That long interview with Max Sirena: from the first meeting with Bertelli to the new Moon:


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In the midst of the lockdown we had conducted a very long, 360-degree interview with max Sirena on Facebook Live by our own Bacci Del Buono and Mauro Giuffrè. Below is a long excerpt and for the curious at the bottom of the text the full video.

Max Sirena and Luna Rossa, a story that has been going on for more than 20 years that started on the docks of Livorno, made it all the way to the Gulf of Hauraki in New Zealand, and now landed in windy Cagliari, Sardinia, but is ready to leave again to return to the land of the Maoris and Kiwis. Luna Rossa’s skipper told his story in a Luna interview with the Giornale della Vela: his beginnings as a teenager, his first regattas, his first meeting with Bertelli, the technical aspects of the new boats, and his vision for the upcoming America’s Cup. Here’s everything you’ve ever wanted to ask, or almost everything you’ve ever wanted to ask, of the sailor from Romagna.


“When I was just a teenager, I started meeting people in Rimini, such as Bert Mauri and Patrick Phelipon, who changed the way I saw the sea and sparked my curiosity about the world of racing. I did my first Rimini-Corfu when I was 14, I am a lucky and privileged person because I met the right people in my life. Bert in particular was a kind of putative father, because he taught me about boats, about laminating, these encounters were the spring to make me realize that sailing could become a profession. Then I put my own spin on it, I was very stubborn in wanting to get there. My father used to tell me, ‘do things, don’t say them,’ I followed that advice.”


“In the mid-1980s, the accountant son was a bit of a parent’s dream, I enrolled in business school but got bored after a short time although I managed to give exams, and I also had the ambition to get good grades. The funniest anecdote I remember from those years was a chance meeting with the author of one of the private law books I was studying, he was a shipowner who had a boat designed by Giovanni Ceccarelli. I went to his house, I didn’t know what his last name was, I found out from one of the texts in his library. Thanks to his advice I managed to give private law, but my career as an aspiring accountant ended there and I realized that maybe it was better to look for my way elsewhere, I was 21 years old and to become a professional in sailing I could not wait.”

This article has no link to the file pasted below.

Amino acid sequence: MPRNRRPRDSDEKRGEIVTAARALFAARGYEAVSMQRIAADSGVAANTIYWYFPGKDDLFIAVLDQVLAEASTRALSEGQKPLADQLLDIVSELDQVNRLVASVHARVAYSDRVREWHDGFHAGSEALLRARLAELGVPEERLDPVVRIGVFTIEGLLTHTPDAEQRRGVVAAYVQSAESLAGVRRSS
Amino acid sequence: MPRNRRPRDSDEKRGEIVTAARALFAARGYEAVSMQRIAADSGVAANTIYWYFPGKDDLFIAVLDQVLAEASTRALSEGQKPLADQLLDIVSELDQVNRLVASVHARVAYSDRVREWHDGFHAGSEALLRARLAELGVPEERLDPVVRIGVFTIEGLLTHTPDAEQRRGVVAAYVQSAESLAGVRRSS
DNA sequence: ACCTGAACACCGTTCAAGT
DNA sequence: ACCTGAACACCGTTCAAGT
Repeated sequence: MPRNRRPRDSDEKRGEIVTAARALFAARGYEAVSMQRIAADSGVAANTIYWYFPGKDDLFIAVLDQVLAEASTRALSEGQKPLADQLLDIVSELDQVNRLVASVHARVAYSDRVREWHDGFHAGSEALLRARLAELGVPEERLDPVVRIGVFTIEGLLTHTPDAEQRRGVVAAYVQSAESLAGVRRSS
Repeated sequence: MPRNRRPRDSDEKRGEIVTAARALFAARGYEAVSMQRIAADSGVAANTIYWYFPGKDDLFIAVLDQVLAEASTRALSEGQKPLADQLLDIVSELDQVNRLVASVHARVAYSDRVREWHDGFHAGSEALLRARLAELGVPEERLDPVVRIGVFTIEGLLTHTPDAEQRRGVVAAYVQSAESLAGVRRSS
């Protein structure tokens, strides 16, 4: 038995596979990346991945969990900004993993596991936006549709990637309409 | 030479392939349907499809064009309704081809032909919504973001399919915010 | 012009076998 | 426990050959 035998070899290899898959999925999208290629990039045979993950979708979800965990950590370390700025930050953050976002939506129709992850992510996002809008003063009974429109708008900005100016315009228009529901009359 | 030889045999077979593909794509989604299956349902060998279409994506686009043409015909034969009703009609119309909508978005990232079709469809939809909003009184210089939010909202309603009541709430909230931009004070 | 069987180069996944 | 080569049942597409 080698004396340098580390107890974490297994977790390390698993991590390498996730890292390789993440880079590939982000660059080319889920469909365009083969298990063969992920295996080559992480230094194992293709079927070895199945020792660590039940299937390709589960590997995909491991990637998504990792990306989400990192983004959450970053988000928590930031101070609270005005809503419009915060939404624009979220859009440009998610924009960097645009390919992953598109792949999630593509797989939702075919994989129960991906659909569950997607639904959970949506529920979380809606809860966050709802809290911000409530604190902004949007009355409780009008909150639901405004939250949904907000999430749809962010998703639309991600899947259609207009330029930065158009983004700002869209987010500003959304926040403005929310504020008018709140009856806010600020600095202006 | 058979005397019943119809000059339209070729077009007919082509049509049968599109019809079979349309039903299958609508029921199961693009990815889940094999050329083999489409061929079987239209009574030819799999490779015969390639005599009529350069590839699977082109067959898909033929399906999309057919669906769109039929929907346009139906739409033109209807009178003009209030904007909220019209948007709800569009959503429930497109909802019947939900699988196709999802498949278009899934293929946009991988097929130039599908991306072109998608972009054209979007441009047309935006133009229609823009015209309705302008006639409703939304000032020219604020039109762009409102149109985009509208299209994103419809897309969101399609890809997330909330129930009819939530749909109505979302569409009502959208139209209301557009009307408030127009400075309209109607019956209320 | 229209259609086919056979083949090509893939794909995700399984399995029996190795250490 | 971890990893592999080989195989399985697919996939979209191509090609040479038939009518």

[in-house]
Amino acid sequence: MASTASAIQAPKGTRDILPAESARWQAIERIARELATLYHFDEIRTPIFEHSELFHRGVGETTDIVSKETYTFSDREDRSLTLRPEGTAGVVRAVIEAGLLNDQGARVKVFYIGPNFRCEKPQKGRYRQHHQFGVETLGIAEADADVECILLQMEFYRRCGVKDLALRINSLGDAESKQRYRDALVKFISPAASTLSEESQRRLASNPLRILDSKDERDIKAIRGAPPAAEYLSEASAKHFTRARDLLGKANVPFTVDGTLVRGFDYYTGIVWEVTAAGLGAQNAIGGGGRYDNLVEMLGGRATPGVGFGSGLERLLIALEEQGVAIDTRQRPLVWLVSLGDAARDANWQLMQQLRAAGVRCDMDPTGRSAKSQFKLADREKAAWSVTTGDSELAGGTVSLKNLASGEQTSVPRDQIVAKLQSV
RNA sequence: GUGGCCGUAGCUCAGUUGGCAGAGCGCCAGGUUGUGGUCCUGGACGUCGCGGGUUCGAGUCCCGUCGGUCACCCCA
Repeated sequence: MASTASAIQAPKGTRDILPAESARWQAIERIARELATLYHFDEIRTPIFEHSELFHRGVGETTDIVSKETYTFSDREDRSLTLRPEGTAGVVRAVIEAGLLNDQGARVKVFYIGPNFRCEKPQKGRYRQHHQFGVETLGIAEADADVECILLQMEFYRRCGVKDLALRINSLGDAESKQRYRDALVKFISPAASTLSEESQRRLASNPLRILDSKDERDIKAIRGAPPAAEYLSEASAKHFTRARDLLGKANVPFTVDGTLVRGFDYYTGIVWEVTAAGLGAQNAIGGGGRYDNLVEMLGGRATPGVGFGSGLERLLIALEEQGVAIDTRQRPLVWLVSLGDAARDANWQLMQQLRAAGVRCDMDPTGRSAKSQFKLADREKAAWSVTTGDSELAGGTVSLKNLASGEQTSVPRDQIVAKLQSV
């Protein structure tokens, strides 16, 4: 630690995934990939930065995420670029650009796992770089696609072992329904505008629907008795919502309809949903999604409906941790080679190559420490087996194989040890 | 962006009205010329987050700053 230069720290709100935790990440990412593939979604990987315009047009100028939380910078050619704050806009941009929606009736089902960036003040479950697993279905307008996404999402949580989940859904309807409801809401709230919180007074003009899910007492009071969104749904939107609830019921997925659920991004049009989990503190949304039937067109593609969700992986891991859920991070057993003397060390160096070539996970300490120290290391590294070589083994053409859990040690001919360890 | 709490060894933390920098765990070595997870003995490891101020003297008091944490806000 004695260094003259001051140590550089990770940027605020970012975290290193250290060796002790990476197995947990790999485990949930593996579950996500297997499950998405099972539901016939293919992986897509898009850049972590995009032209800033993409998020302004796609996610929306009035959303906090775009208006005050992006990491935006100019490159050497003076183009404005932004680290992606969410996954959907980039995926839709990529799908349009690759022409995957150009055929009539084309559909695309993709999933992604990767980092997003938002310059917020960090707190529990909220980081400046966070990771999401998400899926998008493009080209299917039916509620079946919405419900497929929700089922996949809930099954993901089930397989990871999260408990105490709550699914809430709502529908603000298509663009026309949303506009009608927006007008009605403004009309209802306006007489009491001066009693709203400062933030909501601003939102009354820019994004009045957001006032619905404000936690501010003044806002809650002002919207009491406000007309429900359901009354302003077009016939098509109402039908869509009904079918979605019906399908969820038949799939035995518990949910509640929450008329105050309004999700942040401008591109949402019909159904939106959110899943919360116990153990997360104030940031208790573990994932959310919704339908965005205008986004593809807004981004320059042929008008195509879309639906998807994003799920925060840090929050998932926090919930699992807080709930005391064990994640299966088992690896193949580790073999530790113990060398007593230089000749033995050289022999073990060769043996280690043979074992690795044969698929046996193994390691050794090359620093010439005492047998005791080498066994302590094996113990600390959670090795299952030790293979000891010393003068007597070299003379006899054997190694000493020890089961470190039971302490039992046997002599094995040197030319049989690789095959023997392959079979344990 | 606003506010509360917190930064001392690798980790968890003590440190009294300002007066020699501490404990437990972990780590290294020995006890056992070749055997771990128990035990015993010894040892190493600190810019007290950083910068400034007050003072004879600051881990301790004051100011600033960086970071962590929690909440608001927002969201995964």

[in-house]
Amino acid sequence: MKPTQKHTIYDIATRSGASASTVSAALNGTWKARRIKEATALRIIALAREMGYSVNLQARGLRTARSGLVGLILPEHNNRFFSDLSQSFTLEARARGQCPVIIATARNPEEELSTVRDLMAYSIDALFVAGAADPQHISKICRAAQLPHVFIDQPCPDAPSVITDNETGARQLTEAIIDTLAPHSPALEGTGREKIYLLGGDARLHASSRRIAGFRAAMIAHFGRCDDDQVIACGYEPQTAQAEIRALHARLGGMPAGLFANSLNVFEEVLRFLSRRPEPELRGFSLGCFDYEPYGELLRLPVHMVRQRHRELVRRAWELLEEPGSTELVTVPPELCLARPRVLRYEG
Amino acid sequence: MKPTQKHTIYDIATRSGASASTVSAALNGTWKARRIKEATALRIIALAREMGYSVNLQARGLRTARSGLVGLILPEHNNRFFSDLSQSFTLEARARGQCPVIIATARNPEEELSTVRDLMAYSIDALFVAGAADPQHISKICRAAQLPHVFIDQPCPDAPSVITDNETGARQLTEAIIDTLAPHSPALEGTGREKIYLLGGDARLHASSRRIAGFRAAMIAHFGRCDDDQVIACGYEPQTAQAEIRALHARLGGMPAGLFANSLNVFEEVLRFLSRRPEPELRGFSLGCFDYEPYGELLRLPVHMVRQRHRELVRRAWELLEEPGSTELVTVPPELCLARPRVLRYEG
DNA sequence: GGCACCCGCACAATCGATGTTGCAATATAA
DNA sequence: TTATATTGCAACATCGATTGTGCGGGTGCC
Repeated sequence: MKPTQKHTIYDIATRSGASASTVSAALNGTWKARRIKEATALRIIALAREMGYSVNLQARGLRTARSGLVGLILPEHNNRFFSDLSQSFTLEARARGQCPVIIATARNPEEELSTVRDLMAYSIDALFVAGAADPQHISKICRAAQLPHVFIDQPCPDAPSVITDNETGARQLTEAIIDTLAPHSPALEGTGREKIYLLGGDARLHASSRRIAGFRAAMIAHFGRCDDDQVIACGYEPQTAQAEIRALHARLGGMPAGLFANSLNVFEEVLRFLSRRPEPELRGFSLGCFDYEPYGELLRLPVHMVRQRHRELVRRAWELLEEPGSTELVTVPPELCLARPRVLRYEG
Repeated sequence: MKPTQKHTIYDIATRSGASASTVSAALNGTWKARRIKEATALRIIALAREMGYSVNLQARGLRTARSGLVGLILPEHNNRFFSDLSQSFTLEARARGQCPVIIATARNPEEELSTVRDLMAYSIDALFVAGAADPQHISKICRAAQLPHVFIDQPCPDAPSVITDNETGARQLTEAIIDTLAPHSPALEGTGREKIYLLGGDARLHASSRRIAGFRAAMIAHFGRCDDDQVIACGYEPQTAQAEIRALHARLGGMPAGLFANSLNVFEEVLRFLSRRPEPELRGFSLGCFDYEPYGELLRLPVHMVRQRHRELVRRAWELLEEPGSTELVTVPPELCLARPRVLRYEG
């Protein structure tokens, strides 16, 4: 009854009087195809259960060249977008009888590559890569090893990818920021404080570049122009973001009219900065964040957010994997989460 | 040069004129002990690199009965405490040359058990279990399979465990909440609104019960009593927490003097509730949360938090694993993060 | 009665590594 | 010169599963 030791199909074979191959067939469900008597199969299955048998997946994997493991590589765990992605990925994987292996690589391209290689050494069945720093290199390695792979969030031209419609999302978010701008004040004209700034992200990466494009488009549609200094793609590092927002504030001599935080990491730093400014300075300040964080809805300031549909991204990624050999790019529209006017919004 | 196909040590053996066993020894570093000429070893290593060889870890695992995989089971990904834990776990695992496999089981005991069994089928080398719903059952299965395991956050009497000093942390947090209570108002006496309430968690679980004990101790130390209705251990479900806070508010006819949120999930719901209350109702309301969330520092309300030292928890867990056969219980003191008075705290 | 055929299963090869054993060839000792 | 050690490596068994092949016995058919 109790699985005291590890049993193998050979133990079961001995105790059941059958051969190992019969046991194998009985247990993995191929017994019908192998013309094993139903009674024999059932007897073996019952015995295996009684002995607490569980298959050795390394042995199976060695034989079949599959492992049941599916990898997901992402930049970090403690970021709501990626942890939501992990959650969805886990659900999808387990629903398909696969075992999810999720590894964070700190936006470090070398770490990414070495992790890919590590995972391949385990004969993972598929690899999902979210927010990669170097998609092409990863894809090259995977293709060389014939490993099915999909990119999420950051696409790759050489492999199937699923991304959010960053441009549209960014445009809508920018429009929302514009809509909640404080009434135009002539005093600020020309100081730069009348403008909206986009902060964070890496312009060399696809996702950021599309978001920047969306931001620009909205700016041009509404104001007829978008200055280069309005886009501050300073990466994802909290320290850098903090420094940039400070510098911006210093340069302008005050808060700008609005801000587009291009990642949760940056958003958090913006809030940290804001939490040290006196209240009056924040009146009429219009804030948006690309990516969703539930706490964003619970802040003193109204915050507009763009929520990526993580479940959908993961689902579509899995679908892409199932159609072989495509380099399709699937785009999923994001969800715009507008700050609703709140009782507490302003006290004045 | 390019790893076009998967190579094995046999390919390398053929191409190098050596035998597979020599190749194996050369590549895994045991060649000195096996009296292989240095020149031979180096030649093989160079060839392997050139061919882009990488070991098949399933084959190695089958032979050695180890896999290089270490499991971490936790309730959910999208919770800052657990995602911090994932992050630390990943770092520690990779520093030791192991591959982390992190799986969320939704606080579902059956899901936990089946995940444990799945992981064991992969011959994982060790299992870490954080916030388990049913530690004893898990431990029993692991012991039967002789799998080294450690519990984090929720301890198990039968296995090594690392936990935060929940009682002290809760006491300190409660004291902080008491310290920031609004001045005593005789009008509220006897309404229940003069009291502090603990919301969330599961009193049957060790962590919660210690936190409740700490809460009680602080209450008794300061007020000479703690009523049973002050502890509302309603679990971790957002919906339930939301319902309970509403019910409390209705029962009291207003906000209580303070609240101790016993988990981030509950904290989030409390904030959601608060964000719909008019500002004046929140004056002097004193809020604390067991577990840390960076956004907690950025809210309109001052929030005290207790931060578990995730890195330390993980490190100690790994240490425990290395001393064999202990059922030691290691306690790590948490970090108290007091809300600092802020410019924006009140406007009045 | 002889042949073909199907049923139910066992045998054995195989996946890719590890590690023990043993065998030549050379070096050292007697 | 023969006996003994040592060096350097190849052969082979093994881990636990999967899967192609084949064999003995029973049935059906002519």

“My first meeting with Bertelli is now famous. In 1993 I was called to do training on his Nyala at Argentario, I knew Bertelli’s name but had never met him, I didn’t know what he looked like. On the way back to port I could hear this loud voice on the dock, and I said to this gentleman, what are you yelling about? He said: who are you? I answered, I am Max Sirena. He replied, I’m Patrizio Bertelli, give me five minutes to figure out if I’m going to blow you off right now or if we’ll see each other again.